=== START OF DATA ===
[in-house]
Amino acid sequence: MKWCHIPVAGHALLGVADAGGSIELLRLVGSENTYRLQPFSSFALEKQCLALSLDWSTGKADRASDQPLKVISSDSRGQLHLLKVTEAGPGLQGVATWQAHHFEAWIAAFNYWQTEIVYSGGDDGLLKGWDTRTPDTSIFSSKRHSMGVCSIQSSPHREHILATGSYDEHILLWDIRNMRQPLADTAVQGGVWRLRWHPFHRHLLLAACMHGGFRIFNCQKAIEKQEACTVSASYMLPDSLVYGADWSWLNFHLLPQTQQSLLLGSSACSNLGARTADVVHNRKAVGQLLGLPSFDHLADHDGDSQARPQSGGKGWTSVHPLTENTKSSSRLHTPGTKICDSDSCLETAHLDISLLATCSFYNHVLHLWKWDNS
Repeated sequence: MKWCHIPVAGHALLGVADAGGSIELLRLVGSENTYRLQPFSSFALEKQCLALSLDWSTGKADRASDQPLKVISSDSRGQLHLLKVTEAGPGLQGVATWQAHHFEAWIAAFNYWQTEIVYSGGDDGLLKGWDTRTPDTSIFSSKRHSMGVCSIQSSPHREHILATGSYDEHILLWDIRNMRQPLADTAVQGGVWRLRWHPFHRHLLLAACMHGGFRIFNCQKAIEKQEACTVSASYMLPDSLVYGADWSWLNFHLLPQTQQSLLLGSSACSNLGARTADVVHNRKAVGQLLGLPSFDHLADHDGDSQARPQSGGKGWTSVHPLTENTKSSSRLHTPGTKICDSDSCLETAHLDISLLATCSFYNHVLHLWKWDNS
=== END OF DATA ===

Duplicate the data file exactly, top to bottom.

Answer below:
[in-house]
Amino acid sequence: MKWCHIPVAGHALLGVADAGGSIELLRLVGSENTYRLQPFSSFALEKQCLALSLDWSTGKADRASDQPLKVISSDSRGQLHLLKVTEAGPGLQGVATWQAHHFEAWIAAFNYWQTEIVYSGGDDGLLKGWDTRTPDTSIFSSKRHSMGVCSIQSSPHREHILATGSYDEHILLWDIRNMRQPLADTAVQGGVWRLRWHPFHRHLLLAACMHGGFRIFNCQKAIEKQEACTVSASYMLPDSLVYGADWSWLNFHLLPQTQQSLLLGSSACSNLGARTADVVHNRKAVGQLLGLPSFDHLADHDGDSQARPQSGGKGWTSVHPLTENTKSSSRLHTPGTKICDSDSCLETAHLDISLLATCSFYNHVLHLWKWDNS
Repeated sequence: MKWCHIPVAGHALLGVADAGGSIELLRLVGSENTYRLQPFSSFALEKQCLALSLDWSTGKADRASDQPLKVISSDSRGQLHLLKVTEAGPGLQGVATWQAHHFEAWIAAFNYWQTEIVYSGGDDGLLKGWDTRTPDTSIFSSKRHSMGVCSIQSSPHREHILATGSYDEHILLWDIRNMRQPLADTAVQGGVWRLRWHPFHRHLLLAACMHGGFRIFNCQKAIEKQEACTVSASYMLPDSLVYGADWSWLNFHLLPQTQQSLLLGSSACSNLGARTADVVHNRKAVGQLLGLPSFDHLADHDGDSQARPQSGGKGWTSVHPLTENTKSSSRLHTPGTKICDSDSCLETAHLDISLLATCSFYNHVLHLWKWDNS